"Why don't you listen when I say it nicely the first three times? How come you don't do what I ask you to until I raise my voice?"
Maybe you've never said that to your students, but my guess is that you've noticed the same thing I do- many times kids just don't listen until we get serious! It's infuriating when they don't do what we say, especially when we're just trying to protect them from the consequences of a poor decision.
Teachers experience this daily: we write five notes and give ten verbal reminders to return field trip money and someone doesn't pay attention: now it's the day of the trip and the child is crying inconsolably. "WALK in the hallway!", we chide fifteen times a day... and sigh inwardly when someone inevitably trips and falls. And there's the bigger stuff, too: we all have a child who never completes homework (or classwork) no matter how many lectures or incentives or conferences we have; we watch helplessly, wondering how s/he will ever make it to the next grade. Sometimes that's compounded by the child (or parent) who doesn't even seem to care when this happens, brushing off our admonishings in a way that makes it quite clear that education is dead last on the list of priorities.
While disciplining our students is one of the least fun parts of our job, God tells us very clearly that correction is an essential part of growing up, both physically and spiritually. As you read this passage from Hebrews 12:5-11 (NIV), consider both your role as an authority figure over children and also your role as a child of God:
And you have forgotten that word of encouragement that addresses you as sons: "My son, do not make light of the Lord's discipline, and do not lose heart when he rebukes you, because the Lord disciplines those he loves, and he punishes everyone he accepts as a son."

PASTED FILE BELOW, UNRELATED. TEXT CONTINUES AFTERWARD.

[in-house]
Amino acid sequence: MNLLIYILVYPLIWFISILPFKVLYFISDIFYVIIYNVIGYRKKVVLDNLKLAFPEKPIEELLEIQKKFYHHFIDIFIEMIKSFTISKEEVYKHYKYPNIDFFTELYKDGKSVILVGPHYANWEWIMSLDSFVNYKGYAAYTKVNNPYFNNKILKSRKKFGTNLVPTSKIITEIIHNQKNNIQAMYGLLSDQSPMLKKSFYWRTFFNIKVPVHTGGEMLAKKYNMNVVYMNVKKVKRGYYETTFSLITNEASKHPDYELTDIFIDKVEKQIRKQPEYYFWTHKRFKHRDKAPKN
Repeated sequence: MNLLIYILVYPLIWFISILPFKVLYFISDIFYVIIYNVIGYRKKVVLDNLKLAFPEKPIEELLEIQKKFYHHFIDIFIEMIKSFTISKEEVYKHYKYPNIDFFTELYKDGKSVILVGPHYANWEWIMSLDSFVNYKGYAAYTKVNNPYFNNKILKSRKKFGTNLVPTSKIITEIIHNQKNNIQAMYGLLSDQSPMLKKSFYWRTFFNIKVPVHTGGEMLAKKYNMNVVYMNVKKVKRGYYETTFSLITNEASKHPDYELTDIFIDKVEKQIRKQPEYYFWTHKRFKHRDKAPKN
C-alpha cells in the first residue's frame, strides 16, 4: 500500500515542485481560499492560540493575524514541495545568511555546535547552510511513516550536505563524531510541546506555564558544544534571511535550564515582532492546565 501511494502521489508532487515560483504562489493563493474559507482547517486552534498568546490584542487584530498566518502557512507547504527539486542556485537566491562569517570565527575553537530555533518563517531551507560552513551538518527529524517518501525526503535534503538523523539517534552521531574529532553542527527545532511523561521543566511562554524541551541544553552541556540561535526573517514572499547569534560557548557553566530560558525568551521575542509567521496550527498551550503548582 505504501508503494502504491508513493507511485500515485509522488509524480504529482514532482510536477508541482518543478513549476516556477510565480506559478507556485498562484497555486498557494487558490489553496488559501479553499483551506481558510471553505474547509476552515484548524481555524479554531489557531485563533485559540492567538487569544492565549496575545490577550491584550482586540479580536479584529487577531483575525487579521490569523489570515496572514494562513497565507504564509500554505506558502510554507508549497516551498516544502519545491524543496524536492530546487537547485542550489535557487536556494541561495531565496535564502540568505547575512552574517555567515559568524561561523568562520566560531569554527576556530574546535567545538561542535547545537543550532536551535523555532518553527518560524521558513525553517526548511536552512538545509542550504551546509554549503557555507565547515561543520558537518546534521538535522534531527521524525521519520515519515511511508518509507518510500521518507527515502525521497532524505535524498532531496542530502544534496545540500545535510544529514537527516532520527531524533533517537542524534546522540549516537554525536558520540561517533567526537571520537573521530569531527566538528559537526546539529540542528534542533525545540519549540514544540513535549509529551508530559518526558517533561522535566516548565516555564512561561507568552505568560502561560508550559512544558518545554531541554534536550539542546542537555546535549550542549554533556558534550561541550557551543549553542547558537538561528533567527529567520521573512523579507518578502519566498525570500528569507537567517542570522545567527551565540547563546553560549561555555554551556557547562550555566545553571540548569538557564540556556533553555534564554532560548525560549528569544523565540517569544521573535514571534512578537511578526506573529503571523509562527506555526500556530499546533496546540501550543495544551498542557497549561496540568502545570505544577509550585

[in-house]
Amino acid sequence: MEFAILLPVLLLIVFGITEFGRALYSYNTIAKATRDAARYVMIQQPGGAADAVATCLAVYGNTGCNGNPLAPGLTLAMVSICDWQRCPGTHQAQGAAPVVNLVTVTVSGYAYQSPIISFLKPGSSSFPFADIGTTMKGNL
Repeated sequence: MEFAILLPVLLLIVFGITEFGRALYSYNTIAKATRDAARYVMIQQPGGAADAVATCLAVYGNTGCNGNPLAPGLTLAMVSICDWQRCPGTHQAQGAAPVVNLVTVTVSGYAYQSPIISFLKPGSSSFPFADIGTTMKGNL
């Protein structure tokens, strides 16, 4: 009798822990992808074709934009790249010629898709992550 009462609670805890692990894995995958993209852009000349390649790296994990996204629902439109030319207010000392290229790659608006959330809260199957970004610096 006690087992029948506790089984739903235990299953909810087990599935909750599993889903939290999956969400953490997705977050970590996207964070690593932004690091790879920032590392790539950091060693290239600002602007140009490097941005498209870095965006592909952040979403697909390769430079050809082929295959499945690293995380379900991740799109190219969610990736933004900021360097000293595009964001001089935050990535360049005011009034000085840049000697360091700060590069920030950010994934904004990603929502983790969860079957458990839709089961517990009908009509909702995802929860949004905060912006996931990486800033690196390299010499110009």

Endure hardship as discipline; God is treating you as sons. For what son is not disciplined by his father? If you are not disciplined (and everyone undergoes discipline), then you are illegitimate children and not true sons. Moreover, we have all had human fathers who disciplined us and we respected them for it. How much more should we submit to the Father of our spirits and live! Our fathers disciplined us for a little while as they thought best; but God disciplines us for our good, that we may share in his holiness.
No discipline seems pleasant at the time, but painful. Later on, however, it produces a harvest of righteousness and peace for those who have been trained by it.
Why do we correct our students? Because we believe we know what's best for them. We want to instill the right attitudes and behaviors in them so they can be successful. Nothing is more infuritating than a child who refuses to listen to correction and intentionally, willfully disobeys.
Imagine how our Father must feel when he chastens us for the same offense, over and over and over! And how much more perfect is His discipline- we do what we think is best, but God KNOWS what's best. His commands are righteous and if we follow them, the results will always work together for our good. Can we have the childlike faith that it takes to say, "Yes, Lord. I don't want to do it, I don't understand why I have to do it, but out of respect for who you are, I will"?
There is a peace in our classrooms when students submit to our training, come under our authority, and follow the guidelines we have set forth. Everyone learns more. There is a feeling of contentment and order.
If only we could hold ourselves to the same standards we hold our students.